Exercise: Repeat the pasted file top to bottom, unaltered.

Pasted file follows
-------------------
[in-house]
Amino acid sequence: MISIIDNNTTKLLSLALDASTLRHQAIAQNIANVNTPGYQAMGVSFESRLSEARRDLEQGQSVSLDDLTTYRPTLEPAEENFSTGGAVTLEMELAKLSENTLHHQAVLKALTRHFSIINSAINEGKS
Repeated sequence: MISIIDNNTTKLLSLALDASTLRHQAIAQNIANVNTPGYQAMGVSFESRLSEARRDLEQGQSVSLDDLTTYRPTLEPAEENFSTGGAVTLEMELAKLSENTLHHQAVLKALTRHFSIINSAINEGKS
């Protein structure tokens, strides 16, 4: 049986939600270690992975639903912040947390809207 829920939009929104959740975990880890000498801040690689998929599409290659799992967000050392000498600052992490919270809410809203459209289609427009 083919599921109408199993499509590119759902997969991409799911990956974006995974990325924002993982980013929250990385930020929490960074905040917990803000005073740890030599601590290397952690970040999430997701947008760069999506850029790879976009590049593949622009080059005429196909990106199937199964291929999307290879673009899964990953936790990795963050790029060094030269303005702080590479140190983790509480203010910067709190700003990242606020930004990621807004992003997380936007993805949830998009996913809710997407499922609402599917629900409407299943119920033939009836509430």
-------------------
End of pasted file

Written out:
[in-house]
Amino acid sequence: MISIIDNNTTKLLSLALDASTLRHQAIAQNIANVNTPGYQAMGVSFESRLSEARRDLEQGQSVSLDDLTTYRPTLEPAEENFSTGGAVTLEMELAKLSENTLHHQAVLKALTRHFSIINSAINEGKS
Repeated sequence: MISIIDNNTTKLLSLALDASTLRHQAIAQNIANVNTPGYQAMGVSFESRLSEARRDLEQGQSVSLDDLTTYRPTLEPAEENFSTGGAVTLEMELAKLSENTLHHQAVLKALTRHFSIINSAINEGKS
């Protein structure tokens, strides 16, 4: 049986939600270690992975639903912040947390809207 829920939009929104959740975990880890000498801040690689998929599409290659799992967000050392000498600052992490919270809410809203459209289609427009 083919599921109408199993499509590119759902997969991409799911990956974006995974990325924002993982980013929250990385930020929490960074905040917990803000005073740890030599601590290397952690970040999430997701947008760069999506850029790879976009590049593949622009080059005429196909990106199937199964291929999307290879673009899964990953936790990795963050790029060094030269303005702080590479140190983790509480203010910067709190700003990242606020930004990621807004992003997380936007993805949830998009996913809710997407499922609402599917629900409407299943119920033939009836509430």